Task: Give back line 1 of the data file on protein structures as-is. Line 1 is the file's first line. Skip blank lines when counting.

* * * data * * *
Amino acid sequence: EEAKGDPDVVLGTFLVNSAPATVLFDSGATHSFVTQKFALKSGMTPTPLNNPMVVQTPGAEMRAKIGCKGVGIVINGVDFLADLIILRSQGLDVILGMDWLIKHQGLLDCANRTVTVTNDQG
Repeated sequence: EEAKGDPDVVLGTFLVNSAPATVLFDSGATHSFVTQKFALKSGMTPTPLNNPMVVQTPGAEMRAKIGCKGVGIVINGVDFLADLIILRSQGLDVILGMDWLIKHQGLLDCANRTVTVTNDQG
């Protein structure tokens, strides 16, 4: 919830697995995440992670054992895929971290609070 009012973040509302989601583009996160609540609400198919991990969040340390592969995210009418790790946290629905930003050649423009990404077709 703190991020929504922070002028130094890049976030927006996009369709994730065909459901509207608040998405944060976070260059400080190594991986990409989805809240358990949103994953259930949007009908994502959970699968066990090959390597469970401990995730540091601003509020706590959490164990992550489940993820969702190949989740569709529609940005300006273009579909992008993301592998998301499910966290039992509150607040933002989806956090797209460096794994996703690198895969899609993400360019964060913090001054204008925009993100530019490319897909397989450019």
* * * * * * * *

Amino acid sequence: EEAKGDPDVVLGTFLVNSAPATVLFDSGATHSFVTQKFALKSGMTPTPLNNPMVVQTPGAEMRAKIGCKGVGIVINGVDFLADLIILRSQGLDVILGMDWLIKHQGLLDCANRTVTVTNDQG